The final score was misleading, you could say. Top-ranked Nebraska’s seventh consecutive victory in 1983 came at Missouri. The final score was 34-13.
If the Husker defense hadn’t stepped up, however . . .
”The defense played very well in the second half,” Tom Osborne said.
Nebraska led 20-13 at halftime, on touchdowns by Irving Fryar, Mark Schellen and Mike Rozier, who broke loose for 60 yards with 4:51 remaining before the intermission.
Fryar and quarterback Turner Gill teamed up on a 38-yard touchdown pass in the first quarter after Missouri quarterback Marlon Adler opened the scoring with a 6-yard run.
Schellen’s touchdown, on a 20-yard run, gave the Huskers a lead they wouldn’t relinquish, but Missouri had opportunities to tie or take the lead in the third quarter.
The first came on the opening possession of the second half. The Tigers drove to the Nebraska 10-yard line, where they faced fourth-and-1. Coach Warren Powers opted to go for the first down rather than settling for a third Brad Burditt field goal.
Husker defensive end Bill Weber stopped Eric Drain for no gain. Nebraska pushed the ball out of danger, and a 41-yard Scott Livingston punt left Missouri at its own 36.
The Tigers again mounted a drive, this time reaching the Nebraska 1-yard line, first-and-goal. Adler fumbled the snap, however, and defensive tackle Mike Keeler recovered at the 3.
“Definitely that fumble and our turning around and going the length of the field was the turning point,” said Osborne. The “Scoring Explosion” offense took over, driving 97 yards on 17 plays, the last a 4-yard Gill-to-Fryar touchdown pass with 12:50 remaining in the fourth quarter.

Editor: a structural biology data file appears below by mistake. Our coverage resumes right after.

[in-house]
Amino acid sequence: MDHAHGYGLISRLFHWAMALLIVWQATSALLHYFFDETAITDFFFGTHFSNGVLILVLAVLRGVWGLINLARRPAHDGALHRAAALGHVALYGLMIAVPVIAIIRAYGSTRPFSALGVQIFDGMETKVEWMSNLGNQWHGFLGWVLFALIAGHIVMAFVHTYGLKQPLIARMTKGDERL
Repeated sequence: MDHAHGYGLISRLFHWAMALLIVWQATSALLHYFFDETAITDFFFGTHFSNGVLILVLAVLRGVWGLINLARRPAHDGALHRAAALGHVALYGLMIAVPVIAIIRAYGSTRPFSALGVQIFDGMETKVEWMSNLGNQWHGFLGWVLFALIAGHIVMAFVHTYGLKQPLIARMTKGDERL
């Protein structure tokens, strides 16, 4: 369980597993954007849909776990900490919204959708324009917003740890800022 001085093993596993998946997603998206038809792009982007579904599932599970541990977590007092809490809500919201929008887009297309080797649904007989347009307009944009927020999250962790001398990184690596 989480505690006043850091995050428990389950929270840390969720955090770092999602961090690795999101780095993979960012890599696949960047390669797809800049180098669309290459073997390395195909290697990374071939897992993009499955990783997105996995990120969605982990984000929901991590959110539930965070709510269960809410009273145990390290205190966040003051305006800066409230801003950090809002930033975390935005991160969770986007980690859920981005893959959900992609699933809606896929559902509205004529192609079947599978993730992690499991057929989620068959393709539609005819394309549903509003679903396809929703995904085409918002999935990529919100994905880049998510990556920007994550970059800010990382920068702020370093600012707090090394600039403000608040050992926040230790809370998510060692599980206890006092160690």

Livingston’s extra-point kick made the score 27-13.
Missouri managed only three plays, one a 6-yard sack of Adler by middle guard Ken Graeber, before punting. A 13-yard return by Jeff Smith gave the Huskers the ball at the Missouri 44-yard line and 10 plays later, the score was 34-13. Rozier ran the final 9 yards for the touchdown.
Rozier finished with 159 rushing yards and the two touchdowns, on 24 carries, his sixth consecutive game with more than 100 yards rushing. He had carried 16 times for 71 yards against Penn State in the opening Kickoff Classic. He scored at least two touchdowns in five-of-seven games.
Linebackers Mike Knox and Mark Daum led the Blackshirts, with 17 and 15 tackles respectively. Missouri managed 394 yards of offense, but two interceptions and the lost fumble were critical.
In contrast, Gill wasn’t intercepted and the Huskers didn’t lose any of their three fumbles.
“I never worried about us winning the game,” said Gill, who completed 14-of-18 for 151 yards and the two touchdowns. “We just had to get the ball; we knew we could score.”
His words would characterize the next four games, beginning with Colorado. The “Scoring Explosion” offense would be on full display.
Tom's Time is a regular feature that will take a closer look at the life of Tom Osborne. Nebraska has a storied history in football that dates back to the earliest years of the game, but the tradition to which Husker fans hold Nebraska is mostly a reference to Osborne's 25 years as head coach. And that will always be worth exploring in greater detail. Click here for all of the entries in the series.
Mike is in his 40th year covering Husker athletics, after seven years of community-college teaching. He has written and edited a dozen books, all on Nebraska football except one, a brief history of Husker basketball. He previously wrote for the Lincoln Journal and Star and Huskers Illustrated. He enjoys music, from the Grateful Dead and Jack Johnson to Van Morrison, Bob Wills, Glenn Miller and pretty much anyone else.